POP is frequently seen in multiparous and older women particularly who gave birth 4 or more. Shuk., et al. showed that the mean age and parities of POP patients were respectively 71.8 and 4.3 [2]. In this case report, the age of the patient was 74 and she had 4 vaginal deliveries. The most common complications of POP patients are urinary tract infection and hydronephrosis. The recurrent urinary tract infections in women should be evaluated in terms of prolapse status of patients. It is observed in 5% of the women who have hydronephrosis 1. grade prolapse and 40% of them who have total prolapse [3]. In this study, our patient had grade IV prolapse according to the Baden-Walker classification and she had the hydronephrosis which led to post-renal acute renal failure. It is thought that the ureter is compressed between blood vessels, the levator ani muscle, and uterine fundus and it is secondary to the obstruction in the lower ureter in the POP derived hydronephrosis. Bladder is compressed between the ureter, uterus and the medial border of the genital hiatus as a result of the caudal displacement of the trigone [4]. Hydronephrosis that occurs due to the compression of the ureter is observed in 7-17% of the cases in POP patients. Hydronephrosis is generally known as a mild and asymptomatic disease. However, it has been reported that 1.3 or 2.1% of the patients have advanced level of hydronephrosis [5-7]. Tomohiro., et al. reported a patient with a urinary tract infection which developed secondary to pelvic organ prolapse and the patient had a septic shock [8]. In this case study, we observed grade IV POP and its complications such as grade III hydronephrosis and post-renal acute kidney failure. It is very important to early diagnose and treat the POP in order to prevent the enhanced complications. When the patients are immediately treated, the complications decline. We diagnosed our patient with grade IV POP and we observed that grade III hydronephrosis declined and the renal functions became normal after the operations (vaginal hysterectomy and colpocleisis).
The early diagnosis and treatment of POP is very important in order to prevent the enhanced complications. Upon diagnosis, an appropriate treatment should be planned according to the age and the fertility status of the patient.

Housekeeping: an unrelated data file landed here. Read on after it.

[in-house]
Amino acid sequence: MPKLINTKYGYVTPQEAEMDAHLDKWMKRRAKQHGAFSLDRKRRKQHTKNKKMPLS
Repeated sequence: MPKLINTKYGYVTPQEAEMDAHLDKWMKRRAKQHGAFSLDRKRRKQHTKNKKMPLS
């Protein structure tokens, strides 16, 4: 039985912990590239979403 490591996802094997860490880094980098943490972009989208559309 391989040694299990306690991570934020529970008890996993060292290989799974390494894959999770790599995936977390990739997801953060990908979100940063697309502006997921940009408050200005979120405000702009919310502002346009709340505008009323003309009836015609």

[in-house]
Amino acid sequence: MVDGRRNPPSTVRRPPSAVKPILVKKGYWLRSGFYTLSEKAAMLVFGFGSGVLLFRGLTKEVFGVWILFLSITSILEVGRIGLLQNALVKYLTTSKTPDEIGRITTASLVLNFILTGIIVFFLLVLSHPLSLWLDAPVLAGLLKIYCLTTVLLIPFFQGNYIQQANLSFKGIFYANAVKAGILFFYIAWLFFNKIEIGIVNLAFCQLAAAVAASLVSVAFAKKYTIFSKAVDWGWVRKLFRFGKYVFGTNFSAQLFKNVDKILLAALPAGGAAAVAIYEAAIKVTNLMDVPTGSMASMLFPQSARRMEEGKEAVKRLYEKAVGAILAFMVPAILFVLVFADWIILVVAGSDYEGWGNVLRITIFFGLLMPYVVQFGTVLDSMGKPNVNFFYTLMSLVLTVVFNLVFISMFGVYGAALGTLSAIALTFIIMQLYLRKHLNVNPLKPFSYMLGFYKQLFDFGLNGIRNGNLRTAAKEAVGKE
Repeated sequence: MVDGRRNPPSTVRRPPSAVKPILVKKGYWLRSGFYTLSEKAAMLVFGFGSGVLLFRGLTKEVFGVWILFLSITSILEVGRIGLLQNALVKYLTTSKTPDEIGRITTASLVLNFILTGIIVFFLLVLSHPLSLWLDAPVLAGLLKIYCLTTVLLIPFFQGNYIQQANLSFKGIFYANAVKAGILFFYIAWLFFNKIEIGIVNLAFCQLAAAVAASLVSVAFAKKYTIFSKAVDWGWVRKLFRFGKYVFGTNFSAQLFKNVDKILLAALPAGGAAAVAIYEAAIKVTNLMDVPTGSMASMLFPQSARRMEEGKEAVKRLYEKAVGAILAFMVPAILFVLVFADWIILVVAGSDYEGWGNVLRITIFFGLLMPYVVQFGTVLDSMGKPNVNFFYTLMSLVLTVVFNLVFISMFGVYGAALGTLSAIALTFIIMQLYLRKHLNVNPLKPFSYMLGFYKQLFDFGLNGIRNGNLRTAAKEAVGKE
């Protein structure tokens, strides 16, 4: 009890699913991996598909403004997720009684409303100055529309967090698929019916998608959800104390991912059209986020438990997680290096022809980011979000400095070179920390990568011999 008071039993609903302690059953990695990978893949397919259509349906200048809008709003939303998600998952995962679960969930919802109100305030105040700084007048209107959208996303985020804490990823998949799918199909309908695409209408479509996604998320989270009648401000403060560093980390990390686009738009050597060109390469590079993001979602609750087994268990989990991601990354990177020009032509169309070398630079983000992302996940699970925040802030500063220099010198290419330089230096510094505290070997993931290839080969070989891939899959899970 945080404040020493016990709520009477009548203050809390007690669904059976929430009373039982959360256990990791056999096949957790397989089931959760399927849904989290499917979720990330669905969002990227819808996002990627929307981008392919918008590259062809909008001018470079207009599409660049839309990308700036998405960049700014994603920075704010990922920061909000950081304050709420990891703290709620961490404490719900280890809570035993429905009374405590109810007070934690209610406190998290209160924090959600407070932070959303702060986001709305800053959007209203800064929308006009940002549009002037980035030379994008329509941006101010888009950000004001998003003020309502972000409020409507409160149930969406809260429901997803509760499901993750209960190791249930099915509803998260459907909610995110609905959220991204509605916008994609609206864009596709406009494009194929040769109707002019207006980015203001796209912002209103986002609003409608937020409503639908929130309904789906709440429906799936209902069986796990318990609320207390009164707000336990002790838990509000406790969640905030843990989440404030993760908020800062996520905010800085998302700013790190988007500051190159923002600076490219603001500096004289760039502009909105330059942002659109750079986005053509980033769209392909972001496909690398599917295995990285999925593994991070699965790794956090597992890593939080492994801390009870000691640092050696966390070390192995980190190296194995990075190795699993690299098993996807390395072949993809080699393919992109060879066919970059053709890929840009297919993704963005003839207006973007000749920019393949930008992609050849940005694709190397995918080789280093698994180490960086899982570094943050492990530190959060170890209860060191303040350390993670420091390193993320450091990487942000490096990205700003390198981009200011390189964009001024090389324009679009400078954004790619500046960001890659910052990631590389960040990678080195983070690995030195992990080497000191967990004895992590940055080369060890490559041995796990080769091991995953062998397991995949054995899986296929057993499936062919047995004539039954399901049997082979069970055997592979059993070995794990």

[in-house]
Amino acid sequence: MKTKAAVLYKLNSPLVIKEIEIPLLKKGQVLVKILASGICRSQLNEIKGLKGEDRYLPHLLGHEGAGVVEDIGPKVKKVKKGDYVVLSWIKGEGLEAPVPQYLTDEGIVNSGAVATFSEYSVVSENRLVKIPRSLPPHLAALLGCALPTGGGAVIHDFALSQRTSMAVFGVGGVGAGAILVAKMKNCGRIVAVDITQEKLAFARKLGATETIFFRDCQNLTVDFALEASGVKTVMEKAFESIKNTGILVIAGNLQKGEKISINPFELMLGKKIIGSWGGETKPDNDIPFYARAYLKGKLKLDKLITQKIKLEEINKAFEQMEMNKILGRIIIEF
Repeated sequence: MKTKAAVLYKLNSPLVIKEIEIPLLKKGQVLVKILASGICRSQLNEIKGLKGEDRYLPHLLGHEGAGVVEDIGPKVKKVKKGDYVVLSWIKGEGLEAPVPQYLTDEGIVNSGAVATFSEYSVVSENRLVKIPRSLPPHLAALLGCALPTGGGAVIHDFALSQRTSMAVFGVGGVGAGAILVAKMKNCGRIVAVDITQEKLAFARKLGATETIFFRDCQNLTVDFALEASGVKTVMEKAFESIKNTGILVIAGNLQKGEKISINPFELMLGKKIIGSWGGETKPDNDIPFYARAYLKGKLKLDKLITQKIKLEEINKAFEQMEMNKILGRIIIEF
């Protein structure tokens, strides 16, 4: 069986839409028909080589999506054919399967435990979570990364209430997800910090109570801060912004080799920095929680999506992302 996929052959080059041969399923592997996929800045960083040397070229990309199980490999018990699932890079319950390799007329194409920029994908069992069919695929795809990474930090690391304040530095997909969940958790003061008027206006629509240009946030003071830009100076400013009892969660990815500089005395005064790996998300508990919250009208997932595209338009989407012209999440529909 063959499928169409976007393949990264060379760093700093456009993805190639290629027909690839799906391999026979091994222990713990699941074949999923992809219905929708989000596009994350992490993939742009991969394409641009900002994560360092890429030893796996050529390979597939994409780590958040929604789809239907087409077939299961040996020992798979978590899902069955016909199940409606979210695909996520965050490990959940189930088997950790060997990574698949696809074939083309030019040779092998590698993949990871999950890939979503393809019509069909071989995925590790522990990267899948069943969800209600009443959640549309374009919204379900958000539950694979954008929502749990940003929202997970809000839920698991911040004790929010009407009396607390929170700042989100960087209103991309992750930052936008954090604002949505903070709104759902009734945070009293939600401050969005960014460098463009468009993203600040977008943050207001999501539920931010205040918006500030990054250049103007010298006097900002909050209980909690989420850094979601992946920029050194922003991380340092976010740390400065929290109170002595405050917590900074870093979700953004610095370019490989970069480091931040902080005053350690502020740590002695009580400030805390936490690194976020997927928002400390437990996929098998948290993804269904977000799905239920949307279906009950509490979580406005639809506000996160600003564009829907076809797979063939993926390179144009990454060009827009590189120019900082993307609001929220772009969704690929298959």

1. Gemer O., et al. “Prevalence of hydronephrosis in patients with genital prolapse”. European Journal of Obstetrics & Gynecology and Reproductive Biology 86.1 (1999): 11-13.
  2. Shuk YAH., et al. “A prospective study on the prevalence of hydronephrosis in women with pelvic organ prolapsed and their outcomes after treatment”. International Urogynecology Journal 22.12 (2011): 1529-1534.
  3. Stavropoulos NJ., et al. “Uterine prolapsed and urinary tract obstruction”. Acta Urologica Belgica 63.4 (1995): 37-38.
  4. Yanik FF., et al. “Acute renal failure-an unusual consequence of uterine prolapse”. Nephrology Dialysis Transplantation 13.10 (1998): 2648-2650.
  5. Beverly CM., et al. “Prevalence of hydronephrosis in patients undergoing surgery for pelvic organ prolapse”. Obstetrics & Gynecology 90.1 (1997): 37-41.
  6. Gemer O., et al. “Prevalence of hydronephrosis in patients with genital prolapse”. European Journal of Obstetrics & Gynecology and Reproductive Biology 86.1 (1999): 11-13.
  7. Shuk YAH., et al. “A prospective study on the prevalence of hydronephrosis in women with pelvic organ prolapsed and their outcomes after treatment”. International Urogynecology journal and pelvic floor dysfunction 22.12 (2011): 1529-1534.
  8. Matsuo T., et al. "Recovery from life-threatening pelvic organ prolapse in an 80-year-old Japanese woman: a case report". Clinical Case Reports 2.4 (2014): 118-121.
Copyright: © 2016 Elif Gozdemir., et al. This is an open-access article distributed under the terms of the Creative Commons Attribution License, which permits unrestricted use, distribution, and reproduction in any medium, provided the original author and source are credited.